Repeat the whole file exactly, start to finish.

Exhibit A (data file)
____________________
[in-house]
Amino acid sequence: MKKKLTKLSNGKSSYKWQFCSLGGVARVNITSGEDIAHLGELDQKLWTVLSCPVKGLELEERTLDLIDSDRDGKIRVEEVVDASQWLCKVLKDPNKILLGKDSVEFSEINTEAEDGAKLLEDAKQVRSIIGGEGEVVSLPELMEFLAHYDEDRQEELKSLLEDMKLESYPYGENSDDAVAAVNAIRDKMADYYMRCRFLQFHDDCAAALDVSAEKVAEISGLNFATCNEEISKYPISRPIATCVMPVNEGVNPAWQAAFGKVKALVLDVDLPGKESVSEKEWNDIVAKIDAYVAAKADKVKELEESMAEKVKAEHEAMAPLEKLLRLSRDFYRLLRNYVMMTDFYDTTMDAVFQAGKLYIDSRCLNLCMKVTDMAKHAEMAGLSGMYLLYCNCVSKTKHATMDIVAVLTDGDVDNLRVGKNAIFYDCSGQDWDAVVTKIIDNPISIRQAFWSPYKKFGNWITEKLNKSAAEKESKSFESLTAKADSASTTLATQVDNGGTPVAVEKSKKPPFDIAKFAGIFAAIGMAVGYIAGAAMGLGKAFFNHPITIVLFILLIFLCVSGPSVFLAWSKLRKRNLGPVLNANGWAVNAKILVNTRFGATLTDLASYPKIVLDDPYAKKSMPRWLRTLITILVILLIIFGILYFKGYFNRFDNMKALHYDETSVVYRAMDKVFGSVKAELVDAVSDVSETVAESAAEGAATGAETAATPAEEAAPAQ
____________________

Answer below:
[in-house]
Amino acid sequence: MKKKLTKLSNGKSSYKWQFCSLGGVARVNITSGEDIAHLGELDQKLWTVLSCPVKGLELEERTLDLIDSDRDGKIRVEEVVDASQWLCKVLKDPNKILLGKDSVEFSEINTEAEDGAKLLEDAKQVRSIIGGEGEVVSLPELMEFLAHYDEDRQEELKSLLEDMKLESYPYGENSDDAVAAVNAIRDKMADYYMRCRFLQFHDDCAAALDVSAEKVAEISGLNFATCNEEISKYPISRPIATCVMPVNEGVNPAWQAAFGKVKALVLDVDLPGKESVSEKEWNDIVAKIDAYVAAKADKVKELEESMAEKVKAEHEAMAPLEKLLRLSRDFYRLLRNYVMMTDFYDTTMDAVFQAGKLYIDSRCLNLCMKVTDMAKHAEMAGLSGMYLLYCNCVSKTKHATMDIVAVLTDGDVDNLRVGKNAIFYDCSGQDWDAVVTKIIDNPISIRQAFWSPYKKFGNWITEKLNKSAAEKESKSFESLTAKADSASTTLATQVDNGGTPVAVEKSKKPPFDIAKFAGIFAAIGMAVGYIAGAAMGLGKAFFNHPITIVLFILLIFLCVSGPSVFLAWSKLRKRNLGPVLNANGWAVNAKILVNTRFGATLTDLASYPKIVLDDPYAKKSMPRWLRTLITILVILLIIFGILYFKGYFNRFDNMKALHYDETSVVYRAMDKVFGSVKAELVDAVSDVSETVAESAAEGAATGAETAATPAEEAAPAQ